Phil McClure
Guest
6 years 11 months ago

Thanks everyone.

Just one thing to note. The demo data is here:-

http://www.therailworld.com/posts/18-Create-a-Twitter-App-with-Rails-Demo-Data

I gave noupe.com the wrong link by mistake – I’ll get Noura to update this…

Antwan
Guest
Antwan
6 years 11 months ago

I just hate Ror.

Swapnil S. Shukla
Guest
4 years 11 months ago

ROR is not for hating….it is for loving….

hxizan
Guest
hxizan
6 years 11 months ago

Wonderful tutorial, thank you very much.

Matt Foley
Guest
6 years 11 months ago

Great tutorial… Simple and easy to follow. Looking forward to parts 2 and 3! (Seeing as how this was posted to the front page of Digg, I hope it’s popular enough to warrant a follow-up)

railsfan
Guest
railsfan
6 years 11 months ago

You missed the opportunity of creating a useful tutorial. You should’ve used JQuery instead of rjs!

A
Guest
6 years 11 months ago

Please help. What should this line
format.js
be in posts_controller.rb ???

Thanks

A
Guest
6 years 11 months ago

Solved – the tags should be removed

Phil
Guest
6 years 11 months ago

Yeah, just a note about some of the code blocks. There are some unwanted “” and “” tags in these areas:

map.resources :posts

format.js

Just remove them, they shouldn’t be there. I’ll try to get Noura to remove them from the tutorial.

Phil
Guest
6 years 11 months ago

Sorry that should be bold tags i.e.

Phil
Guest
6 years 11 months ago

Not having much luck here, trying to get a html tag into a comment… Let’s try again. Bold tags, as in:-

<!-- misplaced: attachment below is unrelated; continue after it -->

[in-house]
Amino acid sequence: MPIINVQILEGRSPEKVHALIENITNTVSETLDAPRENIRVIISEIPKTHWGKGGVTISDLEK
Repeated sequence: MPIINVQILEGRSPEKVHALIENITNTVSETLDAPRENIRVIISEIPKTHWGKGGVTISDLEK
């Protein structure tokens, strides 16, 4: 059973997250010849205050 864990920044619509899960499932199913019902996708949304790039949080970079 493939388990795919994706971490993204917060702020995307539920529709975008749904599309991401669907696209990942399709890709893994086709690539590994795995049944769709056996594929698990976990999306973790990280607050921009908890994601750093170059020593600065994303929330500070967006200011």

<b>

Noupe
Guest
6 years 11 months ago

Phil, I have fixed the code in the post now.
Thanks a lot for creating such a useful tutorial. Looking forward for your next tutorial in this series :)

Aneslin
Guest
6 years 11 months ago

thanks a lot bro
very easy steps.
easy to follow.
thx

Phil
Guest
6 years 11 months ago

The Source Code!
================

The link for the source code is wrong. Here is the correct URL:-

http://www.therailworld.com/posts/18-Create-a-Twitter-App-with-Rails-Demo-Data

biyografi
Guest
6 years 11 months ago

Thanks Great tutorial. Simple and easy to follow….

a?k ?iirleri
Guest
6 years 11 months ago

thanks post.. .

sankalp karn
Guest
6 years 11 months ago

hi it was a very wonderful article.really awaiting for other one.

Phil
Guest
6 years 11 months ago

I’ve tried to post this a few times now, but it keeps getting blocked. This is the correct URL for getting the source code for this tutorial:-

“therailworld.com/posts/18-Create-a-Twitter-App-with-Rails-Demo-Data”

slice2U
Guest
6 years 11 months ago

Great and well presented… thanks for sharing!

Dany
Guest
6 years 11 months ago

thanks a lot my friend easy steps.
& easy to follow ill test for sure
thanx a lot :)

Nader Hendawi
Guest
Nader Hendawi
6 years 11 months ago

Awesome tutorial, I really hope you continue the series

Jake Rocheleau
Noupe Team
6 years 11 months ago

Man I wish I had the time to learn RoR, seems like a really great technology that may overpass PHP one day. Still a great tutorial, thanks!

Allen
Guest
6 years 11 months ago

I did a project at school where we made a twitterish website branded for our school called Ritter. If you’re interested, check it out on github (http://github.com/blatyo/Ritter/tree/master).

Andrew
Guest